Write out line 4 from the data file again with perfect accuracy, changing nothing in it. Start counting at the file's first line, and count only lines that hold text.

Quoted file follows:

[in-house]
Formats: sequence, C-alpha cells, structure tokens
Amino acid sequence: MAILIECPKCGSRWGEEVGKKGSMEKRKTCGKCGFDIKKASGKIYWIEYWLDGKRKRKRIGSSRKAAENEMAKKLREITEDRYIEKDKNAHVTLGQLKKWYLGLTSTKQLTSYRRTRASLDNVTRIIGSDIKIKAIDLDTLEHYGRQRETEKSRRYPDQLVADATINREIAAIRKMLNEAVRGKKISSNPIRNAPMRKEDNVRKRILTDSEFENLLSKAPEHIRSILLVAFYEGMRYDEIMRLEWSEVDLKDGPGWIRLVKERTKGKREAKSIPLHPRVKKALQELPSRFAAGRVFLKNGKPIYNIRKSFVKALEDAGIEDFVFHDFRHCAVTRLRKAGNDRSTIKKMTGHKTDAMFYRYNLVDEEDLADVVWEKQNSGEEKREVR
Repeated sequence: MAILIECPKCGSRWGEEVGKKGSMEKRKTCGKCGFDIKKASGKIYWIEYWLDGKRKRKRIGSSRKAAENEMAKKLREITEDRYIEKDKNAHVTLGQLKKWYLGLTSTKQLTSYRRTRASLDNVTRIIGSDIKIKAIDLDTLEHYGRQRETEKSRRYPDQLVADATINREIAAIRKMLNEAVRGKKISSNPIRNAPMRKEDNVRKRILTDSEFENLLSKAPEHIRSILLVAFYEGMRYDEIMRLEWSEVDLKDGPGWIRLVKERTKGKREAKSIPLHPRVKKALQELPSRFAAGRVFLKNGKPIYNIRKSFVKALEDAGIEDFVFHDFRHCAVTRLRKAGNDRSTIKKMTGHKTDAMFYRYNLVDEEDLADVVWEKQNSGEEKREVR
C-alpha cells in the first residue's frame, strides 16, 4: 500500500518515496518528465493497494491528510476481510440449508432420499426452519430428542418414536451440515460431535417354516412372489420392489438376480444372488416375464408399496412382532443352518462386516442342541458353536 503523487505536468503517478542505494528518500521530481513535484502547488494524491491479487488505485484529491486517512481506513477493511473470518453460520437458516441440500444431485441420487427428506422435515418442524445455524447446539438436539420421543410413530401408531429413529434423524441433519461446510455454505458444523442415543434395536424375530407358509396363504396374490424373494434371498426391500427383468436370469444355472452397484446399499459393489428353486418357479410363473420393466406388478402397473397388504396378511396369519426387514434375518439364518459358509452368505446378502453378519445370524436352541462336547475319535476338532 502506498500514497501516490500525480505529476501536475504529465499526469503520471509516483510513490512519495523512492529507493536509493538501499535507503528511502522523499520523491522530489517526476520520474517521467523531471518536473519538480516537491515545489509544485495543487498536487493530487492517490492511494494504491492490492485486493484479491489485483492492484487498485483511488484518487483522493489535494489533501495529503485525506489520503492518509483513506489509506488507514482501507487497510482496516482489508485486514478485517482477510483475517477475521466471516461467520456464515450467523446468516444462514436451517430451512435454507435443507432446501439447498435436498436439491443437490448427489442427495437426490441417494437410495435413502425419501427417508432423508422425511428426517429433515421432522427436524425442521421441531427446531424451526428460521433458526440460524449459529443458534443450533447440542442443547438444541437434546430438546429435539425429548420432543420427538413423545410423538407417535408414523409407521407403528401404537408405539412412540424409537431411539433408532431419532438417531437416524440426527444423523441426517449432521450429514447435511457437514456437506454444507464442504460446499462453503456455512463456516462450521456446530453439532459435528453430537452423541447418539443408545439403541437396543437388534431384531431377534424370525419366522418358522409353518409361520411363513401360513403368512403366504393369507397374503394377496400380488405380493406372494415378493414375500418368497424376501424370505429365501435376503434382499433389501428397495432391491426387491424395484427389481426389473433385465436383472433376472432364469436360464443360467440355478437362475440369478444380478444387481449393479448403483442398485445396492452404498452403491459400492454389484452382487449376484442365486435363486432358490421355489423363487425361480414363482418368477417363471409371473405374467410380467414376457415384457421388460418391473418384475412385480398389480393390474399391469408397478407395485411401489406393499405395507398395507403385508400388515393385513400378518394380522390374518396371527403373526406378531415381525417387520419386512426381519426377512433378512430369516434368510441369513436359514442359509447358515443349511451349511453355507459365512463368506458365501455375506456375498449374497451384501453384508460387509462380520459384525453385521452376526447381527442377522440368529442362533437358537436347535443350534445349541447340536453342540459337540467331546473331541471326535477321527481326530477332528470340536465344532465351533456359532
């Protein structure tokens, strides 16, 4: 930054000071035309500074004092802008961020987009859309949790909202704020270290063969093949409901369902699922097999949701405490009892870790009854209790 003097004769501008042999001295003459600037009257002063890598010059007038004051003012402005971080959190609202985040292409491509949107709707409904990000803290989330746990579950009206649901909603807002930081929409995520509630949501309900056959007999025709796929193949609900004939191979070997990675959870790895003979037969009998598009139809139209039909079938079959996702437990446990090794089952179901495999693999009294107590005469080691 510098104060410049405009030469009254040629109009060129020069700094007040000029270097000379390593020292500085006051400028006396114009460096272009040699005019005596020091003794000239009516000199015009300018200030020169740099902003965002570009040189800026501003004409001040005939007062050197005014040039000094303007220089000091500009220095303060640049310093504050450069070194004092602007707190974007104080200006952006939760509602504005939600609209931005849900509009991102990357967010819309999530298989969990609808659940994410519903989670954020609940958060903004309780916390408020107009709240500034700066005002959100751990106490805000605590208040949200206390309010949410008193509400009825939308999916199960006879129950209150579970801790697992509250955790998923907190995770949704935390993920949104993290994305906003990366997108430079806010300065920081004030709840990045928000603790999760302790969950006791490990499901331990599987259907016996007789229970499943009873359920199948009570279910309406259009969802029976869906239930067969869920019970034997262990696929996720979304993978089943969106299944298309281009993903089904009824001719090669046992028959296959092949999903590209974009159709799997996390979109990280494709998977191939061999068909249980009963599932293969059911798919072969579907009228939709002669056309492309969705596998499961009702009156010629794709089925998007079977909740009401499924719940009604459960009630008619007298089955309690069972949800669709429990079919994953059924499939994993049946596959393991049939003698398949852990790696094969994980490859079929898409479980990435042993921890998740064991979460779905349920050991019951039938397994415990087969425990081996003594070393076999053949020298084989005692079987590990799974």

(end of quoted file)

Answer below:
Repeated sequence: MAILIECPKCGSRWGEEVGKKGSMEKRKTCGKCGFDIKKASGKIYWIEYWLDGKRKRKRIGSSRKAAENEMAKKLREITEDRYIEKDKNAHVTLGQLKKWYLGLTSTKQLTSYRRTRASLDNVTRIIGSDIKIKAIDLDTLEHYGRQRETEKSRRYPDQLVADATINREIAAIRKMLNEAVRGKKISSNPIRNAPMRKEDNVRKRILTDSEFENLLSKAPEHIRSILLVAFYEGMRYDEIMRLEWSEVDLKDGPGWIRLVKERTKGKREAKSIPLHPRVKKALQELPSRFAAGRVFLKNGKPIYNIRKSFVKALEDAGIEDFVFHDFRHCAVTRLRKAGNDRSTIKKMTGHKTDAMFYRYNLVDEEDLADVVWEKQNSGEEKREVR